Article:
For the week of convocation — dubbed Space Week — the Society has planned a series of student-run events to raise awareness of who Tyson is and get students excited about his arrival. To organize these events, Meskhidze submitted a proposal to Residence Life and received $1,400 in funds from the Residential Campus Initiative.

“One indication that this is something special is [that] it’s very rare that I’ve seen events leading up to a speaker,” Crider said.

Events began Monday, March 30 with a “Cosmos” viewing in LaRose Digital Theatre. The Physics Club had a table at Tuesday’s College Coffee, and Wednesday evening they are offering stargazing from the gym roof. Thursday, April 2, there will be a Coffee Klatch following Convocation where students and faculty can gather and discuss Tyson’s speech. The week will end Friday, April 3, with a viewing of “Interstellar” at 7 p.m. in McEwen 011. Events are open to all students.

“We’re trying to draw in everybody,” Meskhidze said.

As for the day itself, Crider — one of the astronomy professors who has worked at Elon the longest — has been chosen to escort Tyson around campus. He was contacted before the official announcement was made and asked to clear his schedule.

“I’ve had this on my calendar for a year,” he said.

Bringing Tyson to Elon

Tyson won’t be the first scientific figure to speak at an Elon Convocation. Past visitors include Apple co-founder Steve Wozniak, who spoke at Fall Convocation in 2013; astronaut John Glenn, who spoke at Spring Convocation in 2005; and primatologist and anthropologist Jane Goodall, who spoke at Spring Convocation in 2002.

“He will be one of the more notable science folk that we’ve brought to campus for convocation,” Crider said.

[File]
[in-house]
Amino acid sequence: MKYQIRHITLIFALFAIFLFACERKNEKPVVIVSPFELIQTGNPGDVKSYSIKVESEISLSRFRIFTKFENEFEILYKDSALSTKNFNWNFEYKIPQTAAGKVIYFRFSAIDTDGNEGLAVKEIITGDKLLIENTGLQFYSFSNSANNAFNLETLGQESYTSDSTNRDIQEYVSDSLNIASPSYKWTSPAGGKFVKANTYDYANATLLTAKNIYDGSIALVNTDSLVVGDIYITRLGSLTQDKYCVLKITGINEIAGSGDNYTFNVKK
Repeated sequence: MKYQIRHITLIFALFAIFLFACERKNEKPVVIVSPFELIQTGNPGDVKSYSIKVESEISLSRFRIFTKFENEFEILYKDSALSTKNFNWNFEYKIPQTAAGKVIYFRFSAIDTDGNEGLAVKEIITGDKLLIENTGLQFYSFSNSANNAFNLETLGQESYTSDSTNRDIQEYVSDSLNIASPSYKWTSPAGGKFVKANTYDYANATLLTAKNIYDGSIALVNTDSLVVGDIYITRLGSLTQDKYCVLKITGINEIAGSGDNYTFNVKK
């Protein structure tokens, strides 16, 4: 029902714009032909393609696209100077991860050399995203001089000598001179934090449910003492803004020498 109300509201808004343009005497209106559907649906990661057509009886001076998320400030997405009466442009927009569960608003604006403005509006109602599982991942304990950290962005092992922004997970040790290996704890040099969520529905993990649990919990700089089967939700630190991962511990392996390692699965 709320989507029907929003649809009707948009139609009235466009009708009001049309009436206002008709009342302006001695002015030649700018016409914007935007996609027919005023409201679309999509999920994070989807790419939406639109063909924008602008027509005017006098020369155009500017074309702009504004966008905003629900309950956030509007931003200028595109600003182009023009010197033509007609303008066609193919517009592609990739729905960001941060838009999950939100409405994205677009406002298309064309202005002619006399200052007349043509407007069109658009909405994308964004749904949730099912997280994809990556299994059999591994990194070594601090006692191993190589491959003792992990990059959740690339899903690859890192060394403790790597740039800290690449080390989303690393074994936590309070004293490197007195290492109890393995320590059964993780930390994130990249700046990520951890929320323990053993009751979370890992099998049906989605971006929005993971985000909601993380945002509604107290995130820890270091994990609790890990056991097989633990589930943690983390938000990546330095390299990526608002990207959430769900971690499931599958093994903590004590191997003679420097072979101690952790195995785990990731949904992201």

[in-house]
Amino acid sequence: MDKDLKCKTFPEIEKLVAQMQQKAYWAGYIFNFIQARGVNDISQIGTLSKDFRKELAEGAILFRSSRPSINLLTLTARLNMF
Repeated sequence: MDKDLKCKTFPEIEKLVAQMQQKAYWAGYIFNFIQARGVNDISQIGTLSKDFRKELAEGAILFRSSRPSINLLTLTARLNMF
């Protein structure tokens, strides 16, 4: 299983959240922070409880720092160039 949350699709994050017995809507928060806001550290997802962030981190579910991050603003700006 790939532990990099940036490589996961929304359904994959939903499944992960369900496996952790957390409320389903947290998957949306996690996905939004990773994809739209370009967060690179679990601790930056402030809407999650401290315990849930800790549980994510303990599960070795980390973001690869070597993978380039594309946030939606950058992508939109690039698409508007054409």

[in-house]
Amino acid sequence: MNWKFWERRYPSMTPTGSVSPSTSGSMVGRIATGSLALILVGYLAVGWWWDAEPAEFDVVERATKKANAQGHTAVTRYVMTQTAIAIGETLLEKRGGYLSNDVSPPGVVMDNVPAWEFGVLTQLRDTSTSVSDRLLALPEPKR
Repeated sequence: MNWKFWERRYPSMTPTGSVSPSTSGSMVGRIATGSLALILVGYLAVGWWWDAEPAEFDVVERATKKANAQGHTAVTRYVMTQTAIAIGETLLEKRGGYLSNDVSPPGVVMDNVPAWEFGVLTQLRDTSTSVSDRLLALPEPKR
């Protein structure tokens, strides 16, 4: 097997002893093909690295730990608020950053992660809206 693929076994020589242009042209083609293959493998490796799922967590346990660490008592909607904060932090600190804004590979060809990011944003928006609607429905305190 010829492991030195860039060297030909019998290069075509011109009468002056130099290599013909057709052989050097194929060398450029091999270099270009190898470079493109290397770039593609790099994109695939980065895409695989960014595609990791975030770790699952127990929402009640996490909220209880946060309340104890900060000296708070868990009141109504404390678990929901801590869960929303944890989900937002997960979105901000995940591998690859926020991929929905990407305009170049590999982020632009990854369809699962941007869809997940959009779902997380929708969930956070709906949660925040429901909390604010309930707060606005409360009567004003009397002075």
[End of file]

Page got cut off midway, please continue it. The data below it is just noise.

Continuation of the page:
Crider was not involved in selecting Tyson, though he did suggest the name.

Jeff Clark, executive director of cultural and special programs, said it was a group decision to bring Tyson to campus. The group chose him from a list of proposed names, and Clark contacted Tyson’s agent.

“We try to bring in a variety of speakers over the years,” Clark said.

Clark also said that, in early student surveys, Tyson was a very popular choice.

“It was a real coup that we brought him here for spring convocation,” Crider said. “To truly bring someone in their prime is amazing.”

Getting into Convocation

The box office distributed its tickets within 30 minutes, but the majority of tickets were given out through other methods.

Dean’s and President’s List students were given priority tickets for the event. These students received an email Feb. 25 that invited them to march in the procession and offered reserved seats. Their enthusiastic response — combined with that of faculty, of whom all full-time members are invited to march — limited the number of tickets available at the box office.

For anyone who didn’t receive a ticket, the event will have a standby line to fill unclaimed seats.

Spring Convocation: “The Sky is Not the Limit” will begin at 3:30 p.m. Thursday, April 2 in Alumni Gym.

“There are a lot of chances in your life to see music and sport celebrities,” Crider said. “You could probably count science celebrities on one hand. All the energy that exists for science is focused on a few people, and we’re bringing number one.”